Yes me. Caught in a wash of the ennui that has always made me pity others. Me, of the “just do it” mentality. Legions of exhausted wordsmiths, I humbly join you. Hands folded, the laptop keyboard about as inviting as the treadmill in the corner that I am also avoiding. I can get mildly energized by the metaphor of laptop and treadmill, thinking I’m on to something, but it passes. I go get a yogurt, throw laundry in the washer. I have prepped for writing, I remind myself. I spent yesterday, a work day from home, writing up a pile of overdue psychiatric evaluations for my day job, got some discharge notes done, took a nap, and yes I will admit this to you, caught up on the Young and the Restless. All that so I could write today.

Or at least try to untangle the loop-de-loop that my anthology project has become. An interested agent needs me to include in my proposal some writers of household name stature before a publisher will even look at it. Household name writers don’t write on spec so I need a publisher. Generous women willing to help, waiting for more info. I wait for the universe to toss me some secret tool to unravel the loop or at least get more of my pleading emails answered.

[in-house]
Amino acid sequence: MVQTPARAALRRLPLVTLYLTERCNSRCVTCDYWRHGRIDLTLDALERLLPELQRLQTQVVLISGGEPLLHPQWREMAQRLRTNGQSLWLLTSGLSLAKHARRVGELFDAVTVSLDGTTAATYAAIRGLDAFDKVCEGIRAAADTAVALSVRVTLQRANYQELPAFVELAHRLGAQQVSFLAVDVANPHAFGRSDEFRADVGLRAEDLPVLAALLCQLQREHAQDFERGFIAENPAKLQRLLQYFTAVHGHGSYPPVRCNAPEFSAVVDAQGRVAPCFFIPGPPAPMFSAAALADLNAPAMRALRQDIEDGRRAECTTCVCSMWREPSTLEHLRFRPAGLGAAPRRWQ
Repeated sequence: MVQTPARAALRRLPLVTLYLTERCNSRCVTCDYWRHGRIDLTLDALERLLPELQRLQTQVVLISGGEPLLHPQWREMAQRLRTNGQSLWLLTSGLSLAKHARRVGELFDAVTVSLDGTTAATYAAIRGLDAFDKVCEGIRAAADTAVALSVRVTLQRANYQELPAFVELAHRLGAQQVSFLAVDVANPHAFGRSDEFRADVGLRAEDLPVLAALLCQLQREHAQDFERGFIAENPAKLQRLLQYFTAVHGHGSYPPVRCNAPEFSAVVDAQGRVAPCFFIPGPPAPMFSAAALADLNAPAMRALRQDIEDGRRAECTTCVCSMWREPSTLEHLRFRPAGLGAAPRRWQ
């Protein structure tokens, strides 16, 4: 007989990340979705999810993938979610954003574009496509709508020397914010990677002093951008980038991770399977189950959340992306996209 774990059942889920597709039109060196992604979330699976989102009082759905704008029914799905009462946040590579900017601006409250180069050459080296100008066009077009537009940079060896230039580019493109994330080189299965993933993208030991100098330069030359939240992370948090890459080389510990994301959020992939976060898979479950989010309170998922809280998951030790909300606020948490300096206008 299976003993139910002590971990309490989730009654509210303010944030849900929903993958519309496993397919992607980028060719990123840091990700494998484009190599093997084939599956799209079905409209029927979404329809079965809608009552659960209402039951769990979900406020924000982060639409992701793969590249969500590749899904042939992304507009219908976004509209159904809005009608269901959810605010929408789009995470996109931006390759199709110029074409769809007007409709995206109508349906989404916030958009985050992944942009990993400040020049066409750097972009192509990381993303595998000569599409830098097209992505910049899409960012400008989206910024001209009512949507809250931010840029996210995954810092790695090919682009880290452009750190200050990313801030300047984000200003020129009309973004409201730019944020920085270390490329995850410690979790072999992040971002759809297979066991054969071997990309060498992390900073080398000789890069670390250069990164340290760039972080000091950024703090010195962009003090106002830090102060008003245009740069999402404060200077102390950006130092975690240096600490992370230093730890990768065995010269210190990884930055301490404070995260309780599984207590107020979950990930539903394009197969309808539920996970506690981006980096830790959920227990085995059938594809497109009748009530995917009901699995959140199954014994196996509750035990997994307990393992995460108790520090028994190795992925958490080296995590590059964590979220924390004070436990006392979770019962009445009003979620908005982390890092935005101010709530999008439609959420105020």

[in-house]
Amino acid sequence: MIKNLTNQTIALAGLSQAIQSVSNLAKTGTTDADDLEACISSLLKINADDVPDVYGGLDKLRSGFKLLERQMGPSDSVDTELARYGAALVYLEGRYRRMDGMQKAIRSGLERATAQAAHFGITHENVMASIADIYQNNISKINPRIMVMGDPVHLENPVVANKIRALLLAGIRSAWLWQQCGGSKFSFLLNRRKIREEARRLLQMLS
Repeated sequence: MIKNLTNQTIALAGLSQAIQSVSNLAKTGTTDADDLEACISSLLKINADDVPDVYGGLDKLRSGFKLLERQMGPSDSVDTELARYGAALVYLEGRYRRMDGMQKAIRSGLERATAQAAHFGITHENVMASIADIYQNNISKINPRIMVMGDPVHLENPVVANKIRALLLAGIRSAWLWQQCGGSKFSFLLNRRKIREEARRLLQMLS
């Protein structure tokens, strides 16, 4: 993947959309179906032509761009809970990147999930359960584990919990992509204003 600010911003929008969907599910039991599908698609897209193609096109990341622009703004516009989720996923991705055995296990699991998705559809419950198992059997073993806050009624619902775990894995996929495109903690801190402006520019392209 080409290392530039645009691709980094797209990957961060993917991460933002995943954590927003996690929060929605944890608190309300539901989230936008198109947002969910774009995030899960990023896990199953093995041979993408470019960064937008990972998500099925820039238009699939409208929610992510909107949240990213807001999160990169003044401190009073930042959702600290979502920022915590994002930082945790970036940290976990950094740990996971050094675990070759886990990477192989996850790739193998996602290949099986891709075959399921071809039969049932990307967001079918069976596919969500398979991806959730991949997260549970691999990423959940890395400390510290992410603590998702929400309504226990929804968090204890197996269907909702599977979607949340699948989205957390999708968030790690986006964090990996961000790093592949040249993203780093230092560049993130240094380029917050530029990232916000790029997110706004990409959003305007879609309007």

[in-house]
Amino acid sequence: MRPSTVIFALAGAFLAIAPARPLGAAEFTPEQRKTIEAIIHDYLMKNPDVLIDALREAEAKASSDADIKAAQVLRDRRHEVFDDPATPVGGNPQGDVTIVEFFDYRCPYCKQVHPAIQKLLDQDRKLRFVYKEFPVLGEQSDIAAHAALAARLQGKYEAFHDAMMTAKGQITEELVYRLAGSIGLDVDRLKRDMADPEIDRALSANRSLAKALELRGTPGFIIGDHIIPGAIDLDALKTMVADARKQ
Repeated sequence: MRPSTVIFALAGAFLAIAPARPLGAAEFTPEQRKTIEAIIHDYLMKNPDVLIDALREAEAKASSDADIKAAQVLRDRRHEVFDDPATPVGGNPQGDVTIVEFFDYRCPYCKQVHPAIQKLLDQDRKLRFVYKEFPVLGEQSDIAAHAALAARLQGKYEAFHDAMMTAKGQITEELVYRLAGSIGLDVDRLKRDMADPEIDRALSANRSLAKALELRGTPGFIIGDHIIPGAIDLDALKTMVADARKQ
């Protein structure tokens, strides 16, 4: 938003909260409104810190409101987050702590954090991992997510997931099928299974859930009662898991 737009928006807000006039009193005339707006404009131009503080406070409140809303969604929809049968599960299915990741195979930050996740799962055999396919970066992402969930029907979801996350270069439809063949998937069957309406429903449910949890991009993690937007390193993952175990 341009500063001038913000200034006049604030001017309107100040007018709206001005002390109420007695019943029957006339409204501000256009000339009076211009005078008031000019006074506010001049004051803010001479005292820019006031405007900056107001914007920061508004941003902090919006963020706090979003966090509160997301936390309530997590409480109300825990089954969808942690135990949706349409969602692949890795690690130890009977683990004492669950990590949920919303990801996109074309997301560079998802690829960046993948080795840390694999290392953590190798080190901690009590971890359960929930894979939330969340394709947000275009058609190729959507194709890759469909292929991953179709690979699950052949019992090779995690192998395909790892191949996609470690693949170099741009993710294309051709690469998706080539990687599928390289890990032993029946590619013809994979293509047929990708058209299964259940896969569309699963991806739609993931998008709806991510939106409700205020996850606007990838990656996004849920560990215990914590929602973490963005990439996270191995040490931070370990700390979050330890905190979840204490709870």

I list all the reasons I can’t write today, all the reasons I am planning to go to a matinee with a friend instead. Why I spent last weekend eating fried seafood along the coast of Maine instead. A double sabotage, nothing pokes a hole in the energy reserve like overly oxidized trans fats. Actually I am doing a lot of stupid things to avoid how I feel about some really bad things that are going on, things I should be writing about. Like that my cat had to have her leg amputated this week. Like that a friend has been given two to seven days to live. Another friend has relapsed. Another friend’s dog died. A family member has had a serious exacerbation of a chronic illness. I’m worried about my daughter. I can’t keep up with the need for my services at work, and Obama-care isn’t helping with that. I cannot write about what’s important in mental health care right now because the state that I live in has an even broader interpretation of confidentiality laws than the feds. I have a sore throat. Headache for weeks. Cataracts. My house is a mess. Where does the list end, where does it cease to be valid? At any rate, I have to share the yogurt with the cat, it’s the only thing she’ll eat. And then I’ll post this, knowing you will understand.